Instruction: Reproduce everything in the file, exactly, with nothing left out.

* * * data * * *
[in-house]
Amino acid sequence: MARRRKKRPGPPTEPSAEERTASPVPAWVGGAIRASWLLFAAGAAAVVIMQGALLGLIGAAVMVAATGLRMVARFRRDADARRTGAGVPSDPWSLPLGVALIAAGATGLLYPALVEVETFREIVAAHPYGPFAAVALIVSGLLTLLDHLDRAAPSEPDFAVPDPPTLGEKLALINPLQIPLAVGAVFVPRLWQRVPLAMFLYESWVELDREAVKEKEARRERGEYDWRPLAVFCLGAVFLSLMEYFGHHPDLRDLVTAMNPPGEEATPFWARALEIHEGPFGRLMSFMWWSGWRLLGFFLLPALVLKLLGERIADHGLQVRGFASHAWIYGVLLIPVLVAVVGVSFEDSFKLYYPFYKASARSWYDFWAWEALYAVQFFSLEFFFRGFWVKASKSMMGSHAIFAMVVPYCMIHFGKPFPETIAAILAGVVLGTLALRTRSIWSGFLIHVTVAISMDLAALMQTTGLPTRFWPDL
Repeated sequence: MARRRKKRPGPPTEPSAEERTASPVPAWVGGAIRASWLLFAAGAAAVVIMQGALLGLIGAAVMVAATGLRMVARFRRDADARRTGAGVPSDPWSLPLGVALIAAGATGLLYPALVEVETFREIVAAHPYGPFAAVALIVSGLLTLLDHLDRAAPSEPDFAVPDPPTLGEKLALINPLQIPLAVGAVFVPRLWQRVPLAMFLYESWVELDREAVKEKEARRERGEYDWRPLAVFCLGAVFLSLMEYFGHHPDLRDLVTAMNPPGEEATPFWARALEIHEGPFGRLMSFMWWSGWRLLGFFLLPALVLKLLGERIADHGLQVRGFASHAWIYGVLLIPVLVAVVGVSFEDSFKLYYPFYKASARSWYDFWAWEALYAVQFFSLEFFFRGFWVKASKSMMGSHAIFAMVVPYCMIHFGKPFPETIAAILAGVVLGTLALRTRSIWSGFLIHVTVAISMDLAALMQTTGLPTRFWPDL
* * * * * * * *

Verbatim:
[in-house]
Amino acid sequence: MARRRKKRPGPPTEPSAEERTASPVPAWVGGAIRASWLLFAAGAAAVVIMQGALLGLIGAAVMVAATGLRMVARFRRDADARRTGAGVPSDPWSLPLGVALIAAGATGLLYPALVEVETFREIVAAHPYGPFAAVALIVSGLLTLLDHLDRAAPSEPDFAVPDPPTLGEKLALINPLQIPLAVGAVFVPRLWQRVPLAMFLYESWVELDREAVKEKEARRERGEYDWRPLAVFCLGAVFLSLMEYFGHHPDLRDLVTAMNPPGEEATPFWARALEIHEGPFGRLMSFMWWSGWRLLGFFLLPALVLKLLGERIADHGLQVRGFASHAWIYGVLLIPVLVAVVGVSFEDSFKLYYPFYKASARSWYDFWAWEALYAVQFFSLEFFFRGFWVKASKSMMGSHAIFAMVVPYCMIHFGKPFPETIAAILAGVVLGTLALRTRSIWSGFLIHVTVAISMDLAALMQTTGLPTRFWPDL
Repeated sequence: MARRRKKRPGPPTEPSAEERTASPVPAWVGGAIRASWLLFAAGAAAVVIMQGALLGLIGAAVMVAATGLRMVARFRRDADARRTGAGVPSDPWSLPLGVALIAAGATGLLYPALVEVETFREIVAAHPYGPFAAVALIVSGLLTLLDHLDRAAPSEPDFAVPDPPTLGEKLALINPLQIPLAVGAVFVPRLWQRVPLAMFLYESWVELDREAVKEKEARRERGEYDWRPLAVFCLGAVFLSLMEYFGHHPDLRDLVTAMNPPGEEATPFWARALEIHEGPFGRLMSFMWWSGWRLLGFFLLPALVLKLLGERIADHGLQVRGFASHAWIYGVLLIPVLVAVVGVSFEDSFKLYYPFYKASARSWYDFWAWEALYAVQFFSLEFFFRGFWVKASKSMMGSHAIFAMVVPYCMIHFGKPFPETIAAILAGVVLGTLALRTRSIWSGFLIHVTVAISMDLAALMQTTGLPTRFWPDL